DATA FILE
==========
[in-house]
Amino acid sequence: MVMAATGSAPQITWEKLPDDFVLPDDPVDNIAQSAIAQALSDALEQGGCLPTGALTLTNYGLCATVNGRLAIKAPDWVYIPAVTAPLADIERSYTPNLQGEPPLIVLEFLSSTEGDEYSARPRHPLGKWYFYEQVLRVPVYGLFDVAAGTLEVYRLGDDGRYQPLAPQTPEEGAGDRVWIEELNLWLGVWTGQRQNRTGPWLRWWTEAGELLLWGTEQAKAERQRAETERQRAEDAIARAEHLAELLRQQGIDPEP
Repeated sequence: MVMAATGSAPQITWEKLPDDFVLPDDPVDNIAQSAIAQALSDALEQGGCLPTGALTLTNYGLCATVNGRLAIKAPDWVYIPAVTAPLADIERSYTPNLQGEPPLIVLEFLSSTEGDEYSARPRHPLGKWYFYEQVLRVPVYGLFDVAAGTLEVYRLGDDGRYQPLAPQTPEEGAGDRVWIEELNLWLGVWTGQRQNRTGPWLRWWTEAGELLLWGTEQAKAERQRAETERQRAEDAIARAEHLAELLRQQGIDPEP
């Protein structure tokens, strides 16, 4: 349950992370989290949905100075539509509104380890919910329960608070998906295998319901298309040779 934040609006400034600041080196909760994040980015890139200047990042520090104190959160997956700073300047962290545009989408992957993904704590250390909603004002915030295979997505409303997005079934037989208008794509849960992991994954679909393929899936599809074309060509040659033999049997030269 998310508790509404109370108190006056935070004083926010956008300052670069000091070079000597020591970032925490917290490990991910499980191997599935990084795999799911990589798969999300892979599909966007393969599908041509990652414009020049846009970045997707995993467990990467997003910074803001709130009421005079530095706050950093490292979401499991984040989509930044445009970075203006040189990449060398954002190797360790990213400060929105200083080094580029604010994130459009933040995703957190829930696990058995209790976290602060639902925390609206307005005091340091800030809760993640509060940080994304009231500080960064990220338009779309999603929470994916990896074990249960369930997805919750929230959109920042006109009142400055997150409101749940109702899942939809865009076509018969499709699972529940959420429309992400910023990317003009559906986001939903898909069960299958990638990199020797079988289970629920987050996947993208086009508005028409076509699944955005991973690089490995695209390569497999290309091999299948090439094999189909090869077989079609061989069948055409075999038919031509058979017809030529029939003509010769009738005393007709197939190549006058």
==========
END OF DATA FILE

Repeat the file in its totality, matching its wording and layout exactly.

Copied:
[in-house]
Amino acid sequence: MVMAATGSAPQITWEKLPDDFVLPDDPVDNIAQSAIAQALSDALEQGGCLPTGALTLTNYGLCATVNGRLAIKAPDWVYIPAVTAPLADIERSYTPNLQGEPPLIVLEFLSSTEGDEYSARPRHPLGKWYFYEQVLRVPVYGLFDVAAGTLEVYRLGDDGRYQPLAPQTPEEGAGDRVWIEELNLWLGVWTGQRQNRTGPWLRWWTEAGELLLWGTEQAKAERQRAETERQRAEDAIARAEHLAELLRQQGIDPEP
Repeated sequence: MVMAATGSAPQITWEKLPDDFVLPDDPVDNIAQSAIAQALSDALEQGGCLPTGALTLTNYGLCATVNGRLAIKAPDWVYIPAVTAPLADIERSYTPNLQGEPPLIVLEFLSSTEGDEYSARPRHPLGKWYFYEQVLRVPVYGLFDVAAGTLEVYRLGDDGRYQPLAPQTPEEGAGDRVWIEELNLWLGVWTGQRQNRTGPWLRWWTEAGELLLWGTEQAKAERQRAETERQRAEDAIARAEHLAELLRQQGIDPEP
């Protein structure tokens, strides 16, 4: 349950992370989290949905100075539509509104380890919910329960608070998906295998319901298309040779 934040609006400034600041080196909760994040980015890139200047990042520090104190959160997956700073300047962290545009989408992957993904704590250390909603004002915030295979997505409303997005079934037989208008794509849960992991994954679909393929899936599809074309060509040659033999049997030269 998310508790509404109370108190006056935070004083926010956008300052670069000091070079000597020591970032925490917290490990991910499980191997599935990084795999799911990589798969999300892979599909966007393969599908041509990652414009020049846009970045997707995993467990990467997003910074803001709130009421005079530095706050950093490292979401499991984040989509930044445009970075203006040189990449060398954002190797360790990213400060929105200083080094580029604010994130459009933040995703957190829930696990058995209790976290602060639902925390609206307005005091340091800030809760993640509060940080994304009231500080960064990220338009779309999603929470994916990896074990249960369930997805919750929230959109920042006109009142400055997150409101749940109702899942939809865009076509018969499709699972529940959420429309992400910023990317003009559906986001939903898909069960299958990638990199020797079988289970629920987050996947993208086009508005028409076509699944955005991973690089490995695209390569497999290309091999299948090439094999189909090869077989079609061989069948055409075999038919031509058979017809030529029939003509010769009738005393007709197939190549006058």